James Anderson writes from Washington: Yes, I know, it’s Sunday and you probably want to read about some celebs doing their stuff or watch a meaningful porn movie, but as fate would have it you’ve stumbled on a sophisticated, politically sharp website and that is why you’ll have to read about the state of Sino-American relations and find out where they’re heading – if anywhere. So set yourself down and enjoy some fancy political analysis for a change.
Wonders will never cease. In the wake of the Wang Lijun, Bo Xilai and the Chen Guangcheng scandals – one is a former Chinese supercop, the other is a Chinese Politburo member and the last one is a blind Chinese dissident, in case you’re puzzled – it was anticipated by many that Sino-American relations would hit a new low. In fact, the opposite has happened. Relations between the two superpowers are at their best for years.
So what’s going on here, you may be wondering. How come Washington and Beijing are such great friends? Could those crafty Chinese be just biding their time before they make life hell for the US?
Diplomatically, the Americans were sitting ducks not long ago. They could have been accused of violating the Vienna Convention which regulates diplomatic activity. First, Wang Lijun, that’s the former supercop, was allowed into the US consulate in Chengdu. He spent 30 hours there providing the Americans with enough details of the crimes and misdemeanours of Bo Xilai, the Politburo member, his wife and the whole clan to fill a thick thriller. Then Chen Guangcheng, the barefoot dissident lawyer, found refuge in the US embassy in Beijing. A deal was brokered that he would leave and go to hospital for treatment. He was to stay in China. Then he changed his mind and asked to move to the US to study law. How did the Chinese react? They said as a free citizen he was at liberty to leave the country if he wished.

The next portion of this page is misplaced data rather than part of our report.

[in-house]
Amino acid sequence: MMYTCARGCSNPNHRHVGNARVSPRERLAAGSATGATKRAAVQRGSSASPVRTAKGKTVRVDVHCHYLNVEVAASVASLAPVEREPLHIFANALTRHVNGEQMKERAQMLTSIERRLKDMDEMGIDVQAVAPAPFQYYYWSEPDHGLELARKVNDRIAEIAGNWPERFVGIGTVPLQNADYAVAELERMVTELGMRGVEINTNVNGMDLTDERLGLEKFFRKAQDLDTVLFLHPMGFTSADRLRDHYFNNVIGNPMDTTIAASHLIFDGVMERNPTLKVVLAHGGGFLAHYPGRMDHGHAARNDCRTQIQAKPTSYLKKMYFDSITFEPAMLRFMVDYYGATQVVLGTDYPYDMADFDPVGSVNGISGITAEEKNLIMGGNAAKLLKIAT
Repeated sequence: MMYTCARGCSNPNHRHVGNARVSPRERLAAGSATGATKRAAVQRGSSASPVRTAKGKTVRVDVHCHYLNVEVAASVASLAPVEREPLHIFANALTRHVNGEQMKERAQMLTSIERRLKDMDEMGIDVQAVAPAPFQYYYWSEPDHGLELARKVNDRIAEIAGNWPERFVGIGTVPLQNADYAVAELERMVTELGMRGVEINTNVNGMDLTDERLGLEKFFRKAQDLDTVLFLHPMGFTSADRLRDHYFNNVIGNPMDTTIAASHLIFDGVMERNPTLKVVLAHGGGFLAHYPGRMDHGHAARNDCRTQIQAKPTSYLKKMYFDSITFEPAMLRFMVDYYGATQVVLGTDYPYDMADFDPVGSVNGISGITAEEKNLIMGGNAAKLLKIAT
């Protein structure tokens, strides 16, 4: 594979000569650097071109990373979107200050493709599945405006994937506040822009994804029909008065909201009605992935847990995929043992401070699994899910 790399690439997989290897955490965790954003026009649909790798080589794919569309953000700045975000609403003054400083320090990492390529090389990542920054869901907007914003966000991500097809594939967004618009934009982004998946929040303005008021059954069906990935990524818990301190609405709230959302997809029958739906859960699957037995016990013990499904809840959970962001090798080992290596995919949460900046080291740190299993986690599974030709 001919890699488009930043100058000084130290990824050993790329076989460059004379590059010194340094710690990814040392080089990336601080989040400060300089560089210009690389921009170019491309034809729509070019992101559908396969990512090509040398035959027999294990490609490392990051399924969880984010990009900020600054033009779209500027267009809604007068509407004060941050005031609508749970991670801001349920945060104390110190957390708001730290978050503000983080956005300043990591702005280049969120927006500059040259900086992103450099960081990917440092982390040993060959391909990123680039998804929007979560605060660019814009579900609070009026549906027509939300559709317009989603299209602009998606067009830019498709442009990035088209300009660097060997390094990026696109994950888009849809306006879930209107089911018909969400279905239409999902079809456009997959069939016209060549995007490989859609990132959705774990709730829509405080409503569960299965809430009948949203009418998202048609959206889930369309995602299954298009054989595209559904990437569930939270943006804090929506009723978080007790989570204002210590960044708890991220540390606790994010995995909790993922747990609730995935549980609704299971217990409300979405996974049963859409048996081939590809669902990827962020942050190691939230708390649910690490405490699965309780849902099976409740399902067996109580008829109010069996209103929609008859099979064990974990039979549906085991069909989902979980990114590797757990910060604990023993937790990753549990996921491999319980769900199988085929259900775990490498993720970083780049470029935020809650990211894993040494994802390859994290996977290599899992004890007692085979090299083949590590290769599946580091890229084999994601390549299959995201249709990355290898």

Then the perennial neuralgic point in Sino-American relations surfaced. The White House, in order to get its man confirmed as assistant Secretary of Defence for Asian and Pacific Security Affairs, sent a letter to the Republican dominated Congress that it would consider selling – but might not actually sell – new high performance aircraft to Taiwan. Normally when Washington considers or actually does this, Beijing hits the roof. Military contacts are put on hold and furious diatribes are launched at the Yanks. What happened this time? The Chinese Minister of Defence visited Washington for the first time in nine years instead of making a big song and dance about Taiwan.
The Strategic and Economic Dialogue in Beijing last week resulted in agreements on financial services investment, the yuan and more high technology exports. The military talks were even more successful. So why are the Chinese so accommodating?
The obvious reason is probably the correct one: so intricate is the horse trading to select the seven new members of the Politburo Standing Committee – which rules the Middle Kingdom – that the leadership has decided not to complicate Sino-American relations at present. All energies are being devoted to domestic politics. The military and security elite would probably have preferred a spat with the Americans, but they have been overruled. For the time being at least.
President Obama’s initiative in 2010 to foster better relations by arranging reciprocal visits by the President and Vice President, the Secretary of State and National Security Advisor is paying off. The Chinese military leaders have been notoriously reluctant to meet their American counterparts. This appears now to be changing.
The next time a high profile Chinese heads for the US embassy, the wiser policy would be to turn him or her away. Interfering in Chinese domestic politics could be dynamite. Cool heads are needed in Washington at present. And there are not many of them around at the moment.